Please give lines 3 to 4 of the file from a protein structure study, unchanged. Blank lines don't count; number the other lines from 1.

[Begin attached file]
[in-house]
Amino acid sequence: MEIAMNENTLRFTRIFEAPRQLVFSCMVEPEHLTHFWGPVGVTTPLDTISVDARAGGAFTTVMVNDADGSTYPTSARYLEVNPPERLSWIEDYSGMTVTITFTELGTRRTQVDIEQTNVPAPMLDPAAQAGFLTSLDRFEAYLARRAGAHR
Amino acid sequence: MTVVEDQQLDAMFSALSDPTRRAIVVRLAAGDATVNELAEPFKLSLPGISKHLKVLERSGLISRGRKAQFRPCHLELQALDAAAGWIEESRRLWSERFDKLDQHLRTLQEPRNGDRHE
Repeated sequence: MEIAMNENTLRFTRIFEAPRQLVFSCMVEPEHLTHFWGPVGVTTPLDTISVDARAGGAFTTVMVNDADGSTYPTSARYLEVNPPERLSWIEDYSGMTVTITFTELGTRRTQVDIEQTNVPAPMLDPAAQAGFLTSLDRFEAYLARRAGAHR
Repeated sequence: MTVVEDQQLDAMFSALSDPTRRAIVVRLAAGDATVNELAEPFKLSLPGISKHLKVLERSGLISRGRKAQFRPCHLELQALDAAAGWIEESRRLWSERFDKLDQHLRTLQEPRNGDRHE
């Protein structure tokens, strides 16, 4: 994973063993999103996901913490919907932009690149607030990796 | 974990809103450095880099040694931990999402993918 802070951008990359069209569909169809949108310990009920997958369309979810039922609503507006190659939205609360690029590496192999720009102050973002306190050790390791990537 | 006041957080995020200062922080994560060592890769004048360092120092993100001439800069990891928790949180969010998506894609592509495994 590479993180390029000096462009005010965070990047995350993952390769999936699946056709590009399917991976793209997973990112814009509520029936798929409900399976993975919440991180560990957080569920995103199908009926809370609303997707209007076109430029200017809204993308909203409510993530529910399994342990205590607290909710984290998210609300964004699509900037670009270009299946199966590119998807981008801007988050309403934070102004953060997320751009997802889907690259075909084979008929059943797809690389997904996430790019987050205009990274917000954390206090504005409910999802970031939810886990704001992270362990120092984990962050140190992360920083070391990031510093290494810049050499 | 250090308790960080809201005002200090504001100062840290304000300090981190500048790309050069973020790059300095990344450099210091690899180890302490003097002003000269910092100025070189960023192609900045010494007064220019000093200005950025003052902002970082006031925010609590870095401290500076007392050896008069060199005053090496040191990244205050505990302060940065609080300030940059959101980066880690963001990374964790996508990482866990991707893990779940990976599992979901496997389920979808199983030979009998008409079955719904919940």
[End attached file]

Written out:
Amino acid sequence: MTVVEDQQLDAMFSALSDPTRRAIVVRLAAGDATVNELAEPFKLSLPGISKHLKVLERSGLISRGRKAQFRPCHLELQALDAAAGWIEESRRLWSERFDKLDQHLRTLQEPRNGDRHE
Repeated sequence: MEIAMNENTLRFTRIFEAPRQLVFSCMVEPEHLTHFWGPVGVTTPLDTISVDARAGGAFTTVMVNDADGSTYPTSARYLEVNPPERLSWIEDYSGMTVTITFTELGTRRTQVDIEQTNVPAPMLDPAAQAGFLTSLDRFEAYLARRAGAHR